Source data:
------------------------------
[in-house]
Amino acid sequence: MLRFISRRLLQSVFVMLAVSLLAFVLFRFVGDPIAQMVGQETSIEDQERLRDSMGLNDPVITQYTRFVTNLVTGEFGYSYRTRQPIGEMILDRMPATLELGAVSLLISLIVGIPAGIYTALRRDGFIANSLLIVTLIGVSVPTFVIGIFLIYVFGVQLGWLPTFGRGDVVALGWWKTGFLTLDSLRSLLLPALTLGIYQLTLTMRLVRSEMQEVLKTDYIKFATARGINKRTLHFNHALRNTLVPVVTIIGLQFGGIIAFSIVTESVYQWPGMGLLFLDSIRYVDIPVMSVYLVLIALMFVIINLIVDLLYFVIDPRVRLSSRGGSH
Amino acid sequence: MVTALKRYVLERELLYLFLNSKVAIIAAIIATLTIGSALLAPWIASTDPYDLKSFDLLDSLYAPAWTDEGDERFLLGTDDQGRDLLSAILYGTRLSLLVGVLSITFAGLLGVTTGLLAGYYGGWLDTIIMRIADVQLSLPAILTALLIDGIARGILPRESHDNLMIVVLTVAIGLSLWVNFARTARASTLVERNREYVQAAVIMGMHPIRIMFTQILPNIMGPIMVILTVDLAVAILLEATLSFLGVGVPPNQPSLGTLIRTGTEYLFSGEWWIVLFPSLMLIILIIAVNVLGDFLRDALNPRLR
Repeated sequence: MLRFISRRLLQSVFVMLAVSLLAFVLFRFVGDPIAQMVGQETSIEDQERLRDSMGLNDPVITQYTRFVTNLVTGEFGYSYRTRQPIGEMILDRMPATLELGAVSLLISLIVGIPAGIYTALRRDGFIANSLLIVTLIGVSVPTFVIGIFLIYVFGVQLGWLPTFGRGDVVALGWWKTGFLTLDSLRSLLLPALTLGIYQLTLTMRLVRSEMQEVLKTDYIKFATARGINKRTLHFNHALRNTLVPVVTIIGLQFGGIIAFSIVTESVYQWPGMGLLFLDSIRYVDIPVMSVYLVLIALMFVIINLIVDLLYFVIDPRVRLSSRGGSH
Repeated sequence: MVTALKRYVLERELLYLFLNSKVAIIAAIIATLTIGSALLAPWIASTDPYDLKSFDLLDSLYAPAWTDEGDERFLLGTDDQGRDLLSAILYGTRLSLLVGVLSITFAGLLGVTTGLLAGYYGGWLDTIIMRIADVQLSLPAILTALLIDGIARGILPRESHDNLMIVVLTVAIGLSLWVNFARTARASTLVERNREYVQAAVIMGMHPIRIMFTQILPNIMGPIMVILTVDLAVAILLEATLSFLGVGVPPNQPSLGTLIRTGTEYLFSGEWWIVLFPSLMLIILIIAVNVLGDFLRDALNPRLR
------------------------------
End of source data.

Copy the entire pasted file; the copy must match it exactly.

[in-house]
Amino acid sequence: MLRFISRRLLQSVFVMLAVSLLAFVLFRFVGDPIAQMVGQETSIEDQERLRDSMGLNDPVITQYTRFVTNLVTGEFGYSYRTRQPIGEMILDRMPATLELGAVSLLISLIVGIPAGIYTALRRDGFIANSLLIVTLIGVSVPTFVIGIFLIYVFGVQLGWLPTFGRGDVVALGWWKTGFLTLDSLRSLLLPALTLGIYQLTLTMRLVRSEMQEVLKTDYIKFATARGINKRTLHFNHALRNTLVPVVTIIGLQFGGIIAFSIVTESVYQWPGMGLLFLDSIRYVDIPVMSVYLVLIALMFVIINLIVDLLYFVIDPRVRLSSRGGSH
Amino acid sequence: MVTALKRYVLERELLYLFLNSKVAIIAAIIATLTIGSALLAPWIASTDPYDLKSFDLLDSLYAPAWTDEGDERFLLGTDDQGRDLLSAILYGTRLSLLVGVLSITFAGLLGVTTGLLAGYYGGWLDTIIMRIADVQLSLPAILTALLIDGIARGILPRESHDNLMIVVLTVAIGLSLWVNFARTARASTLVERNREYVQAAVIMGMHPIRIMFTQILPNIMGPIMVILTVDLAVAILLEATLSFLGVGVPPNQPSLGTLIRTGTEYLFSGEWWIVLFPSLMLIILIIAVNVLGDFLRDALNPRLR
Repeated sequence: MLRFISRRLLQSVFVMLAVSLLAFVLFRFVGDPIAQMVGQETSIEDQERLRDSMGLNDPVITQYTRFVTNLVTGEFGYSYRTRQPIGEMILDRMPATLELGAVSLLISLIVGIPAGIYTALRRDGFIANSLLIVTLIGVSVPTFVIGIFLIYVFGVQLGWLPTFGRGDVVALGWWKTGFLTLDSLRSLLLPALTLGIYQLTLTMRLVRSEMQEVLKTDYIKFATARGINKRTLHFNHALRNTLVPVVTIIGLQFGGIIAFSIVTESVYQWPGMGLLFLDSIRYVDIPVMSVYLVLIALMFVIINLIVDLLYFVIDPRVRLSSRGGSH
Repeated sequence: MVTALKRYVLERELLYLFLNSKVAIIAAIIATLTIGSALLAPWIASTDPYDLKSFDLLDSLYAPAWTDEGDERFLLGTDDQGRDLLSAILYGTRLSLLVGVLSITFAGLLGVTTGLLAGYYGGWLDTIIMRIADVQLSLPAILTALLIDGIARGILPRESHDNLMIVVLTVAIGLSLWVNFARTARASTLVERNREYVQAAVIMGMHPIRIMFTQILPNIMGPIMVILTVDLAVAILLEATLSFLGVGVPPNQPSLGTLIRTGTEYLFSGEWWIVLFPSLMLIILIIAVNVLGDFLRDALNPRLR